reflections on black swan

i bought black swan today on blu-ray.  there’s something i’ve been thinking about since mr. mcg and i saw the film in the theater.  the simple conclusion of my musings is: hey… there’s a buncha shiny surfaces in this here movie!

the – relatively – more thought-out conclusion of my musings comes from the first 20ish years of my life spent, in one way or another, dancing:

90% of a dancer’s life is spent in front of a mirror.  mirrors are floor-to-ceiling in every dance studio in the world.  this in no great revelation.  dancer’s need to see what they are doing and how well they are doing it.  but here’s the thing…  to a dancer, the mirror is not merely a source of reflection, but a tool and, peculiarly, a means of dissociation.

most people look in a mirror to confirm or affirm the reality of their ‘self’:  this is what i look like with my hair down.  this is how my clothes fit me.  i have more freckles this summer than i did last summer.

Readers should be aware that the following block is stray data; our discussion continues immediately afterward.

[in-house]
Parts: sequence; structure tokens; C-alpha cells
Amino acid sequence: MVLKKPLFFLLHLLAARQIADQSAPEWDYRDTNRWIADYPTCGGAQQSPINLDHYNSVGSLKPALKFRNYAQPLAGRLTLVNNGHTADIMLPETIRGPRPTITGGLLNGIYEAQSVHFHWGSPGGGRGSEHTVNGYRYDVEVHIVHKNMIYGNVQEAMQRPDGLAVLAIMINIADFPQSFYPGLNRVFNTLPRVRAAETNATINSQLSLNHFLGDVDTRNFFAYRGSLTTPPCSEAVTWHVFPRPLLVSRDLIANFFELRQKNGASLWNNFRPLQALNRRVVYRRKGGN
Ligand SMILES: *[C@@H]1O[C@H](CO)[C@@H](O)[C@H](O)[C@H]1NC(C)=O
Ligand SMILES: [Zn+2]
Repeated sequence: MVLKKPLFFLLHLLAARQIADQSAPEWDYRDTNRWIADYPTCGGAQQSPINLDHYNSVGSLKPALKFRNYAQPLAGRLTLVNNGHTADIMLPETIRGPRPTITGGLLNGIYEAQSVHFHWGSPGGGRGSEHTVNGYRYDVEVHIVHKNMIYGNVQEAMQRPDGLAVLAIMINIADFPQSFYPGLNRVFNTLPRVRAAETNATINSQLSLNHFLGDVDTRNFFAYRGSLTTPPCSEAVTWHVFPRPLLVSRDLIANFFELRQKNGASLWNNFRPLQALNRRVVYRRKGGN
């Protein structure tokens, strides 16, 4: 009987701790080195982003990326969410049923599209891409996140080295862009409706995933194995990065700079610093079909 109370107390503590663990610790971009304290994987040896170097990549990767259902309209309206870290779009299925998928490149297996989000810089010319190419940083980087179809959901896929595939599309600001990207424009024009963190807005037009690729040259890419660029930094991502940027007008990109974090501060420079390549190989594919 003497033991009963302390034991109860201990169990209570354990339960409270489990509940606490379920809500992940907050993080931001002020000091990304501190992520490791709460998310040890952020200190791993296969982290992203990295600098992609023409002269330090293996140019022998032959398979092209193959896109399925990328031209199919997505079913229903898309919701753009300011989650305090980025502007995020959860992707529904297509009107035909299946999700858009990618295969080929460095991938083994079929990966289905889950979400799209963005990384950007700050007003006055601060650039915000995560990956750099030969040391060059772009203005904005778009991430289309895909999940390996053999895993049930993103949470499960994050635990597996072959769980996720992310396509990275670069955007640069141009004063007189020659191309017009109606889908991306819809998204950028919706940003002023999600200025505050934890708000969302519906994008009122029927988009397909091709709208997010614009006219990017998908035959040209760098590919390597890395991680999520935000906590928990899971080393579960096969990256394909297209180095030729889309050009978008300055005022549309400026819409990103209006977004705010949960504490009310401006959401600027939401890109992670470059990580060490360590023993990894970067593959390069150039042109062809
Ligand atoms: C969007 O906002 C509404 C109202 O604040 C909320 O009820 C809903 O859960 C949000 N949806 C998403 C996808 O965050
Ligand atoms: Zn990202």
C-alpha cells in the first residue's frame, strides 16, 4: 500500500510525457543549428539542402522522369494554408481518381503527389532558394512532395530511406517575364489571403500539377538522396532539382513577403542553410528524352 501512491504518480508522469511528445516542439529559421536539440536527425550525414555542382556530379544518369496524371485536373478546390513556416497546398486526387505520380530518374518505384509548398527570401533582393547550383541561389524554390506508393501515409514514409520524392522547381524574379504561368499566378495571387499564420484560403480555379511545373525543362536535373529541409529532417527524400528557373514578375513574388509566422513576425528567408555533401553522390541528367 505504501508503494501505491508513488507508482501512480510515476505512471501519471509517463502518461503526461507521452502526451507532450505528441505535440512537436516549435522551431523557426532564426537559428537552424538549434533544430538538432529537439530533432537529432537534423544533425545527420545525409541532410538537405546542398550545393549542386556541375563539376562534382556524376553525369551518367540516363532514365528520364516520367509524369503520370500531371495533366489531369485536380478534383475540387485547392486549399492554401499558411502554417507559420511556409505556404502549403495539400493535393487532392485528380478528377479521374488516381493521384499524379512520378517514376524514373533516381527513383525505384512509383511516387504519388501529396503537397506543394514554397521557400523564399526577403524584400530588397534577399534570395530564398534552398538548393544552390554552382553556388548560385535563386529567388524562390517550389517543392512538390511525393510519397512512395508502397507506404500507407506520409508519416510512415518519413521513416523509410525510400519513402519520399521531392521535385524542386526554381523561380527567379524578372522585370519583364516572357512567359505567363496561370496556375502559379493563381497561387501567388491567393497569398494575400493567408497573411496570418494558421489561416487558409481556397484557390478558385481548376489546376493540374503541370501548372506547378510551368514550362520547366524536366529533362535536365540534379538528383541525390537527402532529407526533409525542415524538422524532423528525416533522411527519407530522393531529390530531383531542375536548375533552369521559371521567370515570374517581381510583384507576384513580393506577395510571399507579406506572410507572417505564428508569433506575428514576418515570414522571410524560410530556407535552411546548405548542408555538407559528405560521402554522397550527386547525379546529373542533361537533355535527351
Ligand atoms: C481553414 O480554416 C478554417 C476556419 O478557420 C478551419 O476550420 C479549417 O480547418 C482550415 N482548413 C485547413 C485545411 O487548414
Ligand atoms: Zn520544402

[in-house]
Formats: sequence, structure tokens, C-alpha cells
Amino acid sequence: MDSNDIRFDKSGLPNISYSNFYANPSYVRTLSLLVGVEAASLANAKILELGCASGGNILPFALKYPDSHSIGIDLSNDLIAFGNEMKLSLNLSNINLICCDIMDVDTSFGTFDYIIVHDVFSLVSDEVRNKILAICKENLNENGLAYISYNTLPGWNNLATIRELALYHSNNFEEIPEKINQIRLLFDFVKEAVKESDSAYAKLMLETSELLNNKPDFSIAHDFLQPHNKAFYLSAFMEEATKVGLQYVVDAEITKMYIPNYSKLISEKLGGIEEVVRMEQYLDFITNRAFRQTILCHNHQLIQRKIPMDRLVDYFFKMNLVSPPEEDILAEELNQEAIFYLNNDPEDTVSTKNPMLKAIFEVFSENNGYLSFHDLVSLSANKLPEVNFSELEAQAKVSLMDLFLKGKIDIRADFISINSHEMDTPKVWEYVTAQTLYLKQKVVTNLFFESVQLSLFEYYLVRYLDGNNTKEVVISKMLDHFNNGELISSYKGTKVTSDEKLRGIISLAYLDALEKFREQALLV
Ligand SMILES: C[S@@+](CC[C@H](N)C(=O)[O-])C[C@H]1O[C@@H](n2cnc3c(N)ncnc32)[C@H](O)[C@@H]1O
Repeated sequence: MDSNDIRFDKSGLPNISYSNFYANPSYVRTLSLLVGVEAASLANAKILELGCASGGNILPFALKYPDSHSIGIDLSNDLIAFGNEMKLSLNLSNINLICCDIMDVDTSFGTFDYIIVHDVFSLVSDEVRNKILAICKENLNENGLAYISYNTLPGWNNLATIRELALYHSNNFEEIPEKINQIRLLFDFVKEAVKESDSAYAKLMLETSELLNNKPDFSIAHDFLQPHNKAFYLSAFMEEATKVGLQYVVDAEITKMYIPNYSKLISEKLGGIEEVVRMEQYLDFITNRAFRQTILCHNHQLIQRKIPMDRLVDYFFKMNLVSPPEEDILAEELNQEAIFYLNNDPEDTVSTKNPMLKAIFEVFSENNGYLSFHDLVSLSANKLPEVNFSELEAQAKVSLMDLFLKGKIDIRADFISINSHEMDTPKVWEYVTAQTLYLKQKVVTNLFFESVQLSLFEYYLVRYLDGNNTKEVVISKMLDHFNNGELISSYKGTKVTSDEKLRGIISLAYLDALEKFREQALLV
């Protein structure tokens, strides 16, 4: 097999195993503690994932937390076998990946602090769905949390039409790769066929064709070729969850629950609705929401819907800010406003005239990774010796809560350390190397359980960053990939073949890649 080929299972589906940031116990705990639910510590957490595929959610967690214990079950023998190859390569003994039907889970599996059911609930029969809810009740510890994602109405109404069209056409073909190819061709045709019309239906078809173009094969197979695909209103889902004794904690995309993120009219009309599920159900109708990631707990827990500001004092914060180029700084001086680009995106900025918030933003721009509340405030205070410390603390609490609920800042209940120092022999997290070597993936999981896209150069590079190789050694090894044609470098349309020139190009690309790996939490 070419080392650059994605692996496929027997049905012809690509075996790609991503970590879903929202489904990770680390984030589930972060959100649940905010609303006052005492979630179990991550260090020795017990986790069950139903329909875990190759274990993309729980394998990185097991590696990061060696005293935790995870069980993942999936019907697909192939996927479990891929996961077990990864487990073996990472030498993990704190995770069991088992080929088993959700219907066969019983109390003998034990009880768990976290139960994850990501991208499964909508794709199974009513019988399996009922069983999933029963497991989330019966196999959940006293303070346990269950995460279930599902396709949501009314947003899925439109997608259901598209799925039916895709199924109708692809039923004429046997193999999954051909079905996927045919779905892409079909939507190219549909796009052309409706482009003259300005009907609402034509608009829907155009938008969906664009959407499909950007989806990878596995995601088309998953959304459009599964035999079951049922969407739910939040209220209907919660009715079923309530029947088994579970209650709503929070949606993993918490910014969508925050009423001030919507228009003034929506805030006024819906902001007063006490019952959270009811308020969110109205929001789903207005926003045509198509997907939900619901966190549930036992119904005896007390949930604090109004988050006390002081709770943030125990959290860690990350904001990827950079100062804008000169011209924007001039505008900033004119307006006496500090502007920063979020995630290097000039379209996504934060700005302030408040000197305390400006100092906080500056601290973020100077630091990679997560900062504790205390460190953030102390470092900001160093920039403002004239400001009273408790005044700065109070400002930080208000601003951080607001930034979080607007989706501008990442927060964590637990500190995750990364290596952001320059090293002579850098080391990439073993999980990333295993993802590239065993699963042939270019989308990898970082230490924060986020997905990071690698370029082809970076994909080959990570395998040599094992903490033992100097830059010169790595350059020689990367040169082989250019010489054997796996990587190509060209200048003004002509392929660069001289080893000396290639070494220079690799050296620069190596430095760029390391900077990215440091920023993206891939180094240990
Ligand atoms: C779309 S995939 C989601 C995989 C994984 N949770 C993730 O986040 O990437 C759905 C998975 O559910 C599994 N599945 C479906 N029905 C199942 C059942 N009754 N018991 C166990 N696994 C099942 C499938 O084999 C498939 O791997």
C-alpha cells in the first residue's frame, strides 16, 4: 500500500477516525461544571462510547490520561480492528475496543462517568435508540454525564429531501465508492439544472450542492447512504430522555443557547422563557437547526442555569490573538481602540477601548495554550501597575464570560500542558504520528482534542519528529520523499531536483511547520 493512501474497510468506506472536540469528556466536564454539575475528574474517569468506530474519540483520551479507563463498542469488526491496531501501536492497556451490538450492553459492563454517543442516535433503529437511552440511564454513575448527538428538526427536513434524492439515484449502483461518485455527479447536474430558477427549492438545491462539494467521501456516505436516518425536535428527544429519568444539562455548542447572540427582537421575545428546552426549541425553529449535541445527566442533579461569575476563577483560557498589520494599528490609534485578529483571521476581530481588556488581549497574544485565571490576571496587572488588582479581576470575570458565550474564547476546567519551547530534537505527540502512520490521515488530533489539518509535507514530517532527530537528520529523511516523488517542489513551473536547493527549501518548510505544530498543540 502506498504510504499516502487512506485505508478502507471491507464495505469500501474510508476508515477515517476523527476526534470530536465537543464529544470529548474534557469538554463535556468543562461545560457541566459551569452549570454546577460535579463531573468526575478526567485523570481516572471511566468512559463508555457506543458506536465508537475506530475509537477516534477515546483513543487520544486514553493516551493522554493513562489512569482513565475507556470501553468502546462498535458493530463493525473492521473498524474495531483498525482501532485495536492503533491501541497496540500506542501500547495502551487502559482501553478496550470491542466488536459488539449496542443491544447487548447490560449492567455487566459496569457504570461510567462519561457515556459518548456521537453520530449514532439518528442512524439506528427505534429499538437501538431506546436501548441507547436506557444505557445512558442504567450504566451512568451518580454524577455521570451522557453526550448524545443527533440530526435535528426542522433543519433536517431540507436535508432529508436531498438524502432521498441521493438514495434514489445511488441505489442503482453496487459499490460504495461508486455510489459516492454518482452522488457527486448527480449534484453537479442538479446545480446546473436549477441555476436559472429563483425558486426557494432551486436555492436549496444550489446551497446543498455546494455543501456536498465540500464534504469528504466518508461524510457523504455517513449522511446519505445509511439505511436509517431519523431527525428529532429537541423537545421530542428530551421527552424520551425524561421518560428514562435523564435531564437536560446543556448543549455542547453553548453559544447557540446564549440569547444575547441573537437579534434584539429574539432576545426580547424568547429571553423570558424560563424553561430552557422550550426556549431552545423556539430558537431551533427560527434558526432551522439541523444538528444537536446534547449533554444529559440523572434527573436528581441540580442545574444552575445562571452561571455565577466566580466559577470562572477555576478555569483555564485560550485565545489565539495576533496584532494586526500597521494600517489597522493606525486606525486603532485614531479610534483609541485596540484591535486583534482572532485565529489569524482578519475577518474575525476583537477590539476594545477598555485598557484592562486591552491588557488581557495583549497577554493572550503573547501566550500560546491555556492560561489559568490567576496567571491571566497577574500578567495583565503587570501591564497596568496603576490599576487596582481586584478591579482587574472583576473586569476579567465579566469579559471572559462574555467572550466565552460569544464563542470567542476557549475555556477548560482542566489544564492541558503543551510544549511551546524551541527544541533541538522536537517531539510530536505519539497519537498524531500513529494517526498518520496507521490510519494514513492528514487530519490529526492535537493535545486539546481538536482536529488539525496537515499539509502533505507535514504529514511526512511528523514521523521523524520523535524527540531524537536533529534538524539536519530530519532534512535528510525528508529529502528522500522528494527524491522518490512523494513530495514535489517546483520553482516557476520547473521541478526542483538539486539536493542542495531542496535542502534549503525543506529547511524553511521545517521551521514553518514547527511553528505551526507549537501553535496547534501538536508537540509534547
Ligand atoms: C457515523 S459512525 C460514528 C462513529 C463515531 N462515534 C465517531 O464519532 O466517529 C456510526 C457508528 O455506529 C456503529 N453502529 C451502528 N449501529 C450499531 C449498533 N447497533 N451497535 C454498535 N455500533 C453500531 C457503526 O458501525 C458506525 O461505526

when a dancer looks in a mirror, she sees something outside her ‘self.’  there is certainly a correlation between a dancer’s physical self and her mirror image, but it is not definitive.  the dancer knows that if she angles her torso a bit further downstage and softens the bend in her elbows, the reflection will follow and she – the mirror dancer – will improve her body-lines and the accuracy of her movements.  the mirrror image is informed by the dancer’s supernatural ability to control her body, but it is not the dancer herself.

through the mirror, a dancer in the corps de ballet sees how she is a part of the whole.  she uses it to lose her individual identity for the betterment of the choreography, the company and the performance.  a soloist sees how she is apart from the whole and how the singularity of her performance is about the perfection of individuality.

but, i dare say, very few dancers look in the studio mirror and exclaim to themselves, “hey, look!  i have more freckles this summer than i did last summer.”

it seems to me, then, that a story about a dancer spiraling into pathological dissociation should be chock-a-block with pretty, shiny surfaces.

am i reading too much in to the symbolism and meaning of the film?  probably.  do i care?  not a bit.

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